Kevin Costner cashes in on his career of cool in 3 Days to Kill, a thriller that moves almost fast enough to keep us from noticing how scruffy, discomfiting and absurdly over-the-top the whole thing is.
By ROGER MOORE
Costner and his director, McG, are plunged into madcap mayhem, in this serio-comic story of mortality, murder for hire and fatherhood.
This being a Luc Besson script and production, its also about car chases and epic shoot-outs, torture played for sadistic laughs, Paris locations and Peugeot product placement.
Besson, who morphed into a producer after The Professional and before The Transporter, gives Costner the full Liam Neeson in Taken treatment.
Costner is Ethan, a veteran government agent diagnosed with cancer. But his new control agent, a vamp named ViVi and played to the stiletto-heeled hilt by Amber Heard, wants him to finish one last massacre taking out a nuclear arms dealer and his associates in the City of Light.
The carrot? She has an experimental drug that might give Ethan longer to live. And that could mean more time with his estranged wife (Connie Nielsen) and the daughter he barely knows, played by True Grit teen Hailee Steinfeld. They live in Paris. The girl doesnt know what Dad does for a living or that hes dying. Shes a teen. She probably wouldnt care.
You might want to take something for that cough. Its really annoying.
McG (Charlies Angels, We Are Marshall) stamps his signature on Bessons Euro-action vision with running gags. Dad keeps trying to get his rebellious teen to ride this cool purple bike he brought her. Her ring-tone on his phone is I Love It (I Dont Care), which always goes off just as hes about to rip a guys armpit hair off with duct tape. Everybodys always trying to high-five Ethan, and the French, Germans and others he runs into keep calling him Cowboy.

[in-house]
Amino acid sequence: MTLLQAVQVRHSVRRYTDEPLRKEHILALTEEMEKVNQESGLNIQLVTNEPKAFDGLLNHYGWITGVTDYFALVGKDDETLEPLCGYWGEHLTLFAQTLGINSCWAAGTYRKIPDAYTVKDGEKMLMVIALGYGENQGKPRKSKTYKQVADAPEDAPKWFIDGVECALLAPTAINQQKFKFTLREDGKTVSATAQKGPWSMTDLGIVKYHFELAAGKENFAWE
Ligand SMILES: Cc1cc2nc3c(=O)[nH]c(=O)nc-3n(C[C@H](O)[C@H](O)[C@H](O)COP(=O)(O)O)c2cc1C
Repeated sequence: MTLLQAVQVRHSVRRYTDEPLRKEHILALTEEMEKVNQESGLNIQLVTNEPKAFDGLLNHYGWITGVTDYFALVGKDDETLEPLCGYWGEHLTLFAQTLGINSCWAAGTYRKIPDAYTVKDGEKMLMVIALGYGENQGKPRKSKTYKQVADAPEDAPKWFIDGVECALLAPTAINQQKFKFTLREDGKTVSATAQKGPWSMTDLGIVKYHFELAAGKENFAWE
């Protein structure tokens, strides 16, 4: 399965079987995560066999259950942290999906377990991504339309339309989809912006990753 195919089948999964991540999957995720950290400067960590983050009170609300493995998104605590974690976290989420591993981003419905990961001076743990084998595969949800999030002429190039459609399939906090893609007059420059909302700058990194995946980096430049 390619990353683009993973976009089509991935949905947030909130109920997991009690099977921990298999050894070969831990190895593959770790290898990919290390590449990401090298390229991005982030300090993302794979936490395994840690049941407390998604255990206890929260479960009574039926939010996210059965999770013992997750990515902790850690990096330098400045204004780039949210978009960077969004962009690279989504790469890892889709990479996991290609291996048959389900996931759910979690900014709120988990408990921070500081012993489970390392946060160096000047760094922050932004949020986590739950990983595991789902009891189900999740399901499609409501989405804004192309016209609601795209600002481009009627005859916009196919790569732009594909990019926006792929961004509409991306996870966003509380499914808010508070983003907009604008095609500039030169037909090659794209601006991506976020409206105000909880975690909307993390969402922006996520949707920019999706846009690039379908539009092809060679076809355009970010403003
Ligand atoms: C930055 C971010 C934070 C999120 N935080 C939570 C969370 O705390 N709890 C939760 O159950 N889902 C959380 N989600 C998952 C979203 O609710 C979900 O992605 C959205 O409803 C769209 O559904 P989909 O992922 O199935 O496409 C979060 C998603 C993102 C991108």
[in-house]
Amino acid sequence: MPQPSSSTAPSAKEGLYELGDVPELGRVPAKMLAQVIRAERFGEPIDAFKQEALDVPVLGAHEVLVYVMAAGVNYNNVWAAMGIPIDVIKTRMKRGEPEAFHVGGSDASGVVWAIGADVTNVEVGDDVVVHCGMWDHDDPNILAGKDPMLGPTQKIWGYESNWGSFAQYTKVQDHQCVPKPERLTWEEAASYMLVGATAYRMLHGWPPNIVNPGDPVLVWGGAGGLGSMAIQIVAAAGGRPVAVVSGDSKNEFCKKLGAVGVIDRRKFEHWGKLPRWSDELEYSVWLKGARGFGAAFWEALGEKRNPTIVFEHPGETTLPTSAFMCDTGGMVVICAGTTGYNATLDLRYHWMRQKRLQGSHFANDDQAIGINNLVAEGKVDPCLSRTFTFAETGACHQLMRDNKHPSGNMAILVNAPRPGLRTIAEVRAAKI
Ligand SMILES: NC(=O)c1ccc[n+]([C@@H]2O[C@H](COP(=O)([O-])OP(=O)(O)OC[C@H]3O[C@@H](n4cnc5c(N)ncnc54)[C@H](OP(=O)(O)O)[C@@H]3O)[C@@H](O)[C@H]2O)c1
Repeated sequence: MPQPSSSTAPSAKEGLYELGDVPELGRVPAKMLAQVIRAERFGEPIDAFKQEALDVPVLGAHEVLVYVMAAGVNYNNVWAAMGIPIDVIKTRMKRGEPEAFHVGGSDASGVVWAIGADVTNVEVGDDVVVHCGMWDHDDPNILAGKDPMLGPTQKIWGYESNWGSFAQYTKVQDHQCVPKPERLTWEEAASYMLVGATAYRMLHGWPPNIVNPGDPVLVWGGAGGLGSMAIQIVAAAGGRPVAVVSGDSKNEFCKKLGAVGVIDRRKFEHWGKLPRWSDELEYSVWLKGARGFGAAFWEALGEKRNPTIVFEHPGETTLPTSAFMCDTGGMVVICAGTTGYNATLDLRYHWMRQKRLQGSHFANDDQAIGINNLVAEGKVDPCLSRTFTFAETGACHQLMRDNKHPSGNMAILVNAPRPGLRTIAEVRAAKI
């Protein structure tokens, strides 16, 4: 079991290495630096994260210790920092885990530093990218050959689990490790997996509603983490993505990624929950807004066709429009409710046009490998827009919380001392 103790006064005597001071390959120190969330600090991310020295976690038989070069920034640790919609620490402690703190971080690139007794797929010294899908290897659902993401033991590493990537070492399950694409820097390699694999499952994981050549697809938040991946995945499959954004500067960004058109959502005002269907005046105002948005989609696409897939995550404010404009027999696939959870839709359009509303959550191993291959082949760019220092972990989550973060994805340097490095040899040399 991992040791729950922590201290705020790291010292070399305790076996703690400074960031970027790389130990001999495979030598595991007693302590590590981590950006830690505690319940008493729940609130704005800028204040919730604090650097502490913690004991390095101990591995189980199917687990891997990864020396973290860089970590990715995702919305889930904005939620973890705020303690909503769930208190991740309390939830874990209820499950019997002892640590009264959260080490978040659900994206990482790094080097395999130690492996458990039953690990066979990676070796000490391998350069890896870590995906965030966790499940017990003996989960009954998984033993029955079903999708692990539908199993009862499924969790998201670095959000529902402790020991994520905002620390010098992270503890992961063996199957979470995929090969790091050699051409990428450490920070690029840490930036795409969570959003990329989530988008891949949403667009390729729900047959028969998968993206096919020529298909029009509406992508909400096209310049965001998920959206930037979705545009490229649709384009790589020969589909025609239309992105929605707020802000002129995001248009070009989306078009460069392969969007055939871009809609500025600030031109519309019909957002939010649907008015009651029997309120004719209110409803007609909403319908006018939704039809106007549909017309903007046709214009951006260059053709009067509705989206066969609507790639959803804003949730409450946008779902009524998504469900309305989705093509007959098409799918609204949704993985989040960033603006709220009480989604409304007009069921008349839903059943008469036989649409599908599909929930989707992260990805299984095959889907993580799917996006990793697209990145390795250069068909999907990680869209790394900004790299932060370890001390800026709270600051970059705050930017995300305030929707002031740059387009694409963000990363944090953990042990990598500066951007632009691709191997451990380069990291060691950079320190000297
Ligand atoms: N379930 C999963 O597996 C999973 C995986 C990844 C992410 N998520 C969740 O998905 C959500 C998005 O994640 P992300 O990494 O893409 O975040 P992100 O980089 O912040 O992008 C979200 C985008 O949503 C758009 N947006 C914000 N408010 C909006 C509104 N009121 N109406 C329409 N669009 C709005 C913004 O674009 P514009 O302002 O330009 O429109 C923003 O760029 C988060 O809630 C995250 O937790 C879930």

Ethan is clueless about how to deal with a teen, so hes always stopping the torture to ask one underworld guy (Marc Andreoni, funny) how to cope, what to do, how to balance work and family.
Heard, all lipstick and lingerie, long eyelashes and leatherwear, has little to do here, something of a waste. Steinfelds Zoey is a bit of a drama queen, but not a caricature of one. She is one transgression after another, which Ethan seems loathe to punish and unable to reign in.
Besson co-wrote the script, and he works in shots at absentee parents, lazy French cops and a legal system that allows cute African squatters more rights to Ethans apartment than he has. But that turns out to be a warm and fuzzy cul de sac, one of many in this movie, which veers from shocking shoot-outs to rank sentiment.
Ethans illness is forgotten for long stretches, but Costner, a hacking, weathered study in wrinkles and violence, never lets on that the whole affair is more of a lark than Taken ever was. A canny touch is the old-fashioned split-screen opening credits, scored to the old R&B tune Old Man Trouble. It fits.
A tone-deaf touch? Having father teach daughter to dance to I Want to Make It With You. Seriously?
Daft and sloppy as it is, 3 Days rarely fails to entertain. From the bike-riding lessons on Montmartre to the dopey interrogation of the Italian Accountant, interrupted for a marinara sauce recipe, its all part and parcel of the madness of Besson, From Paris, With Love filtered through McG and slapping a new stamp of cool on aging Oscar winner Costner.
COSTNER TIMES FIVE
These past few years, it has been pretty hard to get Kevin Costner off his back porch. Its in Aspen, so we kind of understand. He has been raising three children under the age of 10 with his second wife, Christine.
Half my life is driving kids to practice, he jokes.
But here he is, riding awards for Hatfields & McCoys, praise and major-league grosses for Man of Steel and no fewer than five films on this years slate.
In addition to Januarys action-espionage flick Jack Ryan: Shadow Recruit and todays 3 Days to Kill he stars in Draft Day (due April 11), the kind of inside-sports movie that is right in his wheelhouse; Black and White, a self-funded passion project about racism; and McFarland, another sports movie about an underdog track team.
| Roger Moore, McClatchy-Tribune